Finally there was nothing left to do or think about except wait, wide eyed in the sleeping bag until the crackle of the team radio at 0400 hours sharp......
“ weather looks good guys, lets do this......”
And so it was into our fresh socks and as many layers as we could pile on , we began under torchlight to attack the mountain. Clear skies and very light winds provided perfect conditions, indeed the weather remained kind to us for the majority of the day! Seeing the sunrise over the Andes was what can only be described as breathtaking......for eight hours we battled through the constantly thinning air, less than 50% oxygen at its thinnest, with wind and sunburnt faces and next to nothing left in the tank until finally we arrived at the infamous “Caneletta” , the soul destroying final few hundred metres to the summit which took upwards of two and a half hours to scale. Although this proved the most challenging for everyone , far more challenging than any of us had really imagined, it did not stop us! Getting to the top was a real test of physical and mental endurance. At that altitude, doing the smallest of tasks feels like moving the mountain itself! Once there, it was time to enjoy ourselves!
We spent a good half an hour on the summit. Its funny how no matter how hard something is, when you’ve completed it you forget about the pain and focus on the achievement - on how great it feels to be the highest people in the southern hemisphere! There were spectacular views from the top as well as an incredible feeling of elation! Handshakes and pats on backs as we shared the moment with each other, together with climbers from South Africa, France, Norway and of course a few local guides. The moments spent on the top were special.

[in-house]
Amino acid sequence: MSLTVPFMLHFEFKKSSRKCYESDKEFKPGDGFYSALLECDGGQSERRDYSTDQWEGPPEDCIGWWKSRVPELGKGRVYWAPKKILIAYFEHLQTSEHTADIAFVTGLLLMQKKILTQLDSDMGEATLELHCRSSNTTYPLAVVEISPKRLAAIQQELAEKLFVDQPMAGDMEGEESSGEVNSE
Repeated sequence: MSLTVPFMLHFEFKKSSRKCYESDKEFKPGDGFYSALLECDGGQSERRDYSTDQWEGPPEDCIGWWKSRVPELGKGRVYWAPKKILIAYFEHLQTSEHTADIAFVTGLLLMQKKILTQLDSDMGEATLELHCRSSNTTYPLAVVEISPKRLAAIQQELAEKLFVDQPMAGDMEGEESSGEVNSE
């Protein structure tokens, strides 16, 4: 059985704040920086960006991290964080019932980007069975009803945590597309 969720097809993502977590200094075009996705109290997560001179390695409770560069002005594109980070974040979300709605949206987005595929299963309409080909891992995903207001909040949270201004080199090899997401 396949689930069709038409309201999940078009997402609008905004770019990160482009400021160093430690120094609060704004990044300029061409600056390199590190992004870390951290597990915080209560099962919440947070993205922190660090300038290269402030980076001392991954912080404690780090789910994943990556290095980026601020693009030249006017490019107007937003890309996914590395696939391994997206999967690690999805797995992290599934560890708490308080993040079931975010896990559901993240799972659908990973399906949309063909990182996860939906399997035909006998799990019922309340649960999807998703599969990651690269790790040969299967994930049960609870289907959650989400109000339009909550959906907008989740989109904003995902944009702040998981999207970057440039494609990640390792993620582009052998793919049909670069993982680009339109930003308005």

And then we made it more special for everyone , as the words “ NAKED PHOT” were cried.....how could we resist!
Naturally, any mountain purist will tell you, “Its not a successful summit unless you make it back down again”.
The next few days were spent making our way back down; trying to remain focussed despite being absolutely shattered and completely overwhelmed was almost as hard as climbing the mountain in the first place, but we retained our composure and all made it down in one piece!
Photos will be added as soon as we get back......if anyone would like a ‘signed, naked, summit photo’ , please send us an email!
“Climb as high as you can dream”.........
Matt and Pete.